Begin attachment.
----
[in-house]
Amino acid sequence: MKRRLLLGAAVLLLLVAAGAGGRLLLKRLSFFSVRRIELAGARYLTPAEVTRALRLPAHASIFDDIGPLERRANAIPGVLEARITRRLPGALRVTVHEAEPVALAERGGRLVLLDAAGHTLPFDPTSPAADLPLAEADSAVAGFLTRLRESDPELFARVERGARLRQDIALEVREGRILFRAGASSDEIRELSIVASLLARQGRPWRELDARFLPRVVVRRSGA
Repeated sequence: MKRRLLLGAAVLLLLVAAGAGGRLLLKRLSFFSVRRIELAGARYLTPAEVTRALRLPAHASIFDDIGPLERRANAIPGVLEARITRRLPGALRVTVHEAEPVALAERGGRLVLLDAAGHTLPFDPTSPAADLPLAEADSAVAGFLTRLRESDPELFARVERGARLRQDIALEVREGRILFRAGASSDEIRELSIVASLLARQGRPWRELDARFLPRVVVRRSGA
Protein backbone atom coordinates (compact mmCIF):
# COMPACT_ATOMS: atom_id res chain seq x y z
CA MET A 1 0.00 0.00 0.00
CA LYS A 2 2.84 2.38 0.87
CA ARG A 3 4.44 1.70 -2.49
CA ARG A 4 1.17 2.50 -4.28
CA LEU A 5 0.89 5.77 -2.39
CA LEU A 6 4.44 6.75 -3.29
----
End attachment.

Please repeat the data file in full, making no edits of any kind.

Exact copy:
[in-house]
Amino acid sequence: MKRRLLLGAAVLLLLVAAGAGGRLLLKRLSFFSVRRIELAGARYLTPAEVTRALRLPAHASIFDDIGPLERRANAIPGVLEARITRRLPGALRVTVHEAEPVALAERGGRLVLLDAAGHTLPFDPTSPAADLPLAEADSAVAGFLTRLRESDPELFARVERGARLRQDIALEVREGRILFRAGASSDEIRELSIVASLLARQGRPWRELDARFLPRVVVRRSGA
Repeated sequence: MKRRLLLGAAVLLLLVAAGAGGRLLLKRLSFFSVRRIELAGARYLTPAEVTRALRLPAHASIFDDIGPLERRANAIPGVLEARITRRLPGALRVTVHEAEPVALAERGGRLVLLDAAGHTLPFDPTSPAADLPLAEADSAVAGFLTRLRESDPELFARVERGARLRQDIALEVREGRILFRAGASSDEIRELSIVASLLARQGRPWRELDARFLPRVVVRRSGA
Protein backbone atom coordinates (compact mmCIF):
# COMPACT_ATOMS: atom_id res chain seq x y z
CA MET A 1 0.00 0.00 0.00
CA LYS A 2 2.84 2.38 0.87
CA ARG A 3 4.44 1.70 -2.49
CA ARG A 4 1.17 2.50 -4.28
CA LEU A 5 0.89 5.77 -2.39
CA LEU A 6 4.44 6.75 -3.29